Republicans used to shut down the federal government with the intention (generally) of curbing public spending. Donald Trump’s GOP, in contrast, shuts down the federal government with the goal of constructing a continent-long wall of dubious utility that will require (by one estimate) three times the concrete poured in building the Hoover Dam.
The era of limited government is emphatically over in the only political party where it once had some appeal. The GOP’s non-negotiable demand is now a monumental public works project. Somewhere in New Deal heaven, Harry Hopkins is smiling a mocking smile.
This is the strange case of a political metaphor slipping off the page and trying to break into reality. The images and symbols of political rhetoric can assume an importance beyond language. Ronald Reagan’s evocation of a “shining city on a hill” rooted his appeal in the American exceptionalism of our Pilgrim parents. John F. Kennedy spoke inspiringly of a torch of leadership passing between generations. Abraham Lincoln contended that a “house divided against itself cannot stand.”
But no one actually proposed getting the building permits for Reagan’s city, or forging Kennedy’s torch, or erecting Lincoln’s unstable house. Trump hopes to turn his metaphor into an object that could be seen from space. It is one measure of the madness of our political moment.
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As a policy proposal, the wall is already a disaster. Candidate Trump pledged, again and again, that he would construct a physical wall along America’s 2,000-mile southern border, with Mexico footing the bill. Every element of that promise has been revealed as deceptive or impossible.
The Mexican government, predictably, has not been in the mood to fund the political obsession of a leader who accuses it of purposely exporting criminals to the United States. Even Trump administration officials seem to understand that Trump’s version of the wall is a pipe dream. “There are places,” outgoing chief of staff John Kelly recently conceded, “where hydrographically, geologically, a wall would not be realistic.” Sen. Lindsey Graham, R-S.C., has described the wall as “a code word for better border security.”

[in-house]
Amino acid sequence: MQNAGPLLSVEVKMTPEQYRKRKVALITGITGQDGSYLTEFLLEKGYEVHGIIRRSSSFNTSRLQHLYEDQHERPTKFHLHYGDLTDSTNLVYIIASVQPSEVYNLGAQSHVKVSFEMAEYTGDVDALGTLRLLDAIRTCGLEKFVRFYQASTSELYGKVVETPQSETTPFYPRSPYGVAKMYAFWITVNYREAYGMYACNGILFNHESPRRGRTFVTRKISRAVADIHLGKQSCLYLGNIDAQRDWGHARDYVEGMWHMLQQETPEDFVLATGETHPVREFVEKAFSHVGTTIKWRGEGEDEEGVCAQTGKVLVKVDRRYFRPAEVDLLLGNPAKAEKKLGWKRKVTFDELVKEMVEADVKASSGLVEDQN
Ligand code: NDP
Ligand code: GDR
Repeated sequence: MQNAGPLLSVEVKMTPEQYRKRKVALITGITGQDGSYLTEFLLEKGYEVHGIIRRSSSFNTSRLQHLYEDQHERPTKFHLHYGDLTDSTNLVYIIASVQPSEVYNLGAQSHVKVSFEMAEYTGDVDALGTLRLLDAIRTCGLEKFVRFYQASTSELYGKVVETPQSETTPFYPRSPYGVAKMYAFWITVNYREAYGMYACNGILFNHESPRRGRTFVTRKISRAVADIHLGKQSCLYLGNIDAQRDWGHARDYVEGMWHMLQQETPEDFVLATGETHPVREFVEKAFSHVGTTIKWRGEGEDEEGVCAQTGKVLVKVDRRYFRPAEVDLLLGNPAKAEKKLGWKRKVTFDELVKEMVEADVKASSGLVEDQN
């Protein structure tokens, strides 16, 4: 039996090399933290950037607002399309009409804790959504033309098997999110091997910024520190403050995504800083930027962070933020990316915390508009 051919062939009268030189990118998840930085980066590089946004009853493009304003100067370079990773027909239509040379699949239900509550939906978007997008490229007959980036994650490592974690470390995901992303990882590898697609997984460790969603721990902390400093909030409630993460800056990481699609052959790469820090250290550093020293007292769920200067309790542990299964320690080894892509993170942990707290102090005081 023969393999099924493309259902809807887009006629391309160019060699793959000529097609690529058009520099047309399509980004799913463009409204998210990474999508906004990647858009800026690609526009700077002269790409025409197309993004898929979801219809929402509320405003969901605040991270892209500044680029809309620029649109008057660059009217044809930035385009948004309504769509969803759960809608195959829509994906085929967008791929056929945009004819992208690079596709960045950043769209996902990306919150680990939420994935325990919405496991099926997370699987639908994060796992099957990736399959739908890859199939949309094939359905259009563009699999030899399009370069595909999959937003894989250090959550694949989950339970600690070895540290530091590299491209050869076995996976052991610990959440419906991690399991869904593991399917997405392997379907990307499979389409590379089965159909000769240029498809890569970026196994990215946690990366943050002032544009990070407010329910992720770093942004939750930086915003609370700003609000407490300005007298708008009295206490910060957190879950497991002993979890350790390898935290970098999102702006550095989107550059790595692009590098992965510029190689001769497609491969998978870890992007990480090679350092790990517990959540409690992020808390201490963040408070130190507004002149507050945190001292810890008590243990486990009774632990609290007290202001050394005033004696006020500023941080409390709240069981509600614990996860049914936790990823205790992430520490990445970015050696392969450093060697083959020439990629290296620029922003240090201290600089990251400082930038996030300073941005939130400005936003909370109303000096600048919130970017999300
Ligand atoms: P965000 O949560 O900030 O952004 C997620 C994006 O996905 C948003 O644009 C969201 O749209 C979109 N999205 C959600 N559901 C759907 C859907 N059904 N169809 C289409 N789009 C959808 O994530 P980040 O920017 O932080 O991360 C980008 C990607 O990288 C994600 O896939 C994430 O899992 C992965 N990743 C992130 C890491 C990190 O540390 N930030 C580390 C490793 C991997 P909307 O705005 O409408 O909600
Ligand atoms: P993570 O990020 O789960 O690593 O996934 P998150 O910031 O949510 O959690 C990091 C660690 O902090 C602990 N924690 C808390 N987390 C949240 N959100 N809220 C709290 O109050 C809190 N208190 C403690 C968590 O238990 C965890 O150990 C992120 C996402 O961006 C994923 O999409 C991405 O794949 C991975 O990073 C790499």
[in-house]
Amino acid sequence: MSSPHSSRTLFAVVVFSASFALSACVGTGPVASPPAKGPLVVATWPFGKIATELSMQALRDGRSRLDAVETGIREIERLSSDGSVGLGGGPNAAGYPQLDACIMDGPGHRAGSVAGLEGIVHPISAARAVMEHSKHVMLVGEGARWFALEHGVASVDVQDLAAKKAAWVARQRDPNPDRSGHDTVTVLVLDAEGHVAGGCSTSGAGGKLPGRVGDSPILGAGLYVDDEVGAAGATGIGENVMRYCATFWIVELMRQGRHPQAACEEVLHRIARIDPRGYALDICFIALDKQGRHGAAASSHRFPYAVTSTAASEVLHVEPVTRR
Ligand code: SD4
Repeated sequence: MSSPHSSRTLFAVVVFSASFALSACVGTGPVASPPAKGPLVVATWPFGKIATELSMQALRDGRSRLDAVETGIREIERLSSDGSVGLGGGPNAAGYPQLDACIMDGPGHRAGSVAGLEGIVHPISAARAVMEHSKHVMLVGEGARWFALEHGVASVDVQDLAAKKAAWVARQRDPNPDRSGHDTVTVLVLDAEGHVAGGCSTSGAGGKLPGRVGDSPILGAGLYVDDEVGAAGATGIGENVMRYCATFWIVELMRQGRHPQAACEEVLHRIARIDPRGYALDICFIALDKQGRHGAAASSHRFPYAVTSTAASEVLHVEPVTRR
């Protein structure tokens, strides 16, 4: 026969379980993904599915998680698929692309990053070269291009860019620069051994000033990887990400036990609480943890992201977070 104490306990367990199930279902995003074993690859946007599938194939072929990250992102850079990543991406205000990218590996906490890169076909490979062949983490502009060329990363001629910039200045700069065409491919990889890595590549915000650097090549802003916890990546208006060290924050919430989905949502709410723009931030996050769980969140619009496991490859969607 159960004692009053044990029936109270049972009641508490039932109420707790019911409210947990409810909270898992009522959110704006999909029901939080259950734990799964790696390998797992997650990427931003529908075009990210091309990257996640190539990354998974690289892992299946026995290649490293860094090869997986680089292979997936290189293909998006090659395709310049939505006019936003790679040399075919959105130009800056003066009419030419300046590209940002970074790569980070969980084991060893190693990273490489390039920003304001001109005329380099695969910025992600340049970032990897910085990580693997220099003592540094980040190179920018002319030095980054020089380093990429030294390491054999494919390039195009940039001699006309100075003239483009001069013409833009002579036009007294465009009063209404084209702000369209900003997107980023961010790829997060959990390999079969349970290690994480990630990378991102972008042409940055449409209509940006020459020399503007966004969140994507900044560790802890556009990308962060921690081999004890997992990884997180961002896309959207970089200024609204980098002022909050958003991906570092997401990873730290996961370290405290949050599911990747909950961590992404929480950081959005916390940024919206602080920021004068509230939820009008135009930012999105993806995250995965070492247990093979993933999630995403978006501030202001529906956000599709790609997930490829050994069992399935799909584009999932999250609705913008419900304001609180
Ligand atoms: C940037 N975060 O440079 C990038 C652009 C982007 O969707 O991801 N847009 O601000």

By the standard of improved security, Trump’s plan is, at best, half-assed. A recent Government Accountability Office report warned of the possibility of massive waste because the administration’s border plans are so undeveloped. A proposal that may eventually cost $40 billion (in an estimate by MIT engineers) has been shaped more by the president’s political instincts than by serious study of alternatives. Agents in the field overwhelmingly request better technology and more personnel rather than longer and higher border barriers.
Trump has ascribed to the wall almost magical powers to fight murder, prevent gang activity and reduce opioid abuse. Never mind that violent crime rates among migrants are significantly lower than among the native-born. A barrier of the type that Trump embraces would not even address more routine problems. Smugglers are talented in finding ways above and below static barriers. They are effective in outsmarting officials at overwhelmed checkpoints. And one of the largest sources of illegal migration — outstayed visas — has nothing to do with a wall.
What might work better is an immigration system that allows seasonal workers to enter and leave the U.S. in an orderly fashion, and that treats women and children from Central America seeking asylum with dignity, thus allowing law enforcement to focus on real criminals and traffickers. To get that type of comprehensive immigration reform, I’d be willing to include some version of the wall in exchange. But without broader reform, a wall would likely end up as a useless ruin — a monument to vanity and bigotry.
Even as a political metaphor, the wall is badly lacking. It is the symbol of a political movement that has left liberty, inclusion and optimism behind it. Trumpism cultivates public fears in order to increase the role and power of the state. It locates national strength, not in the character of a people but in the actions of an empowered leader. This is not even in the general category of conservatism.
Proposing a wall is really an argument that America can protect itself from the dangers of the world at its national boundaries. But this theory failed to contain the disorders of Europe and East Asia in the 1930s and ’40s. It failed to meet the global challenges and provocations of the Cold War. It failed to account for our vulnerability to terrorist threats emerging in Central Asia and the Middle East.
Putting our faith in a wall requires us to unlearn the bloodiest lessons of the last century. And to repeat them.
Michael Gerson’s email address is email@example.com.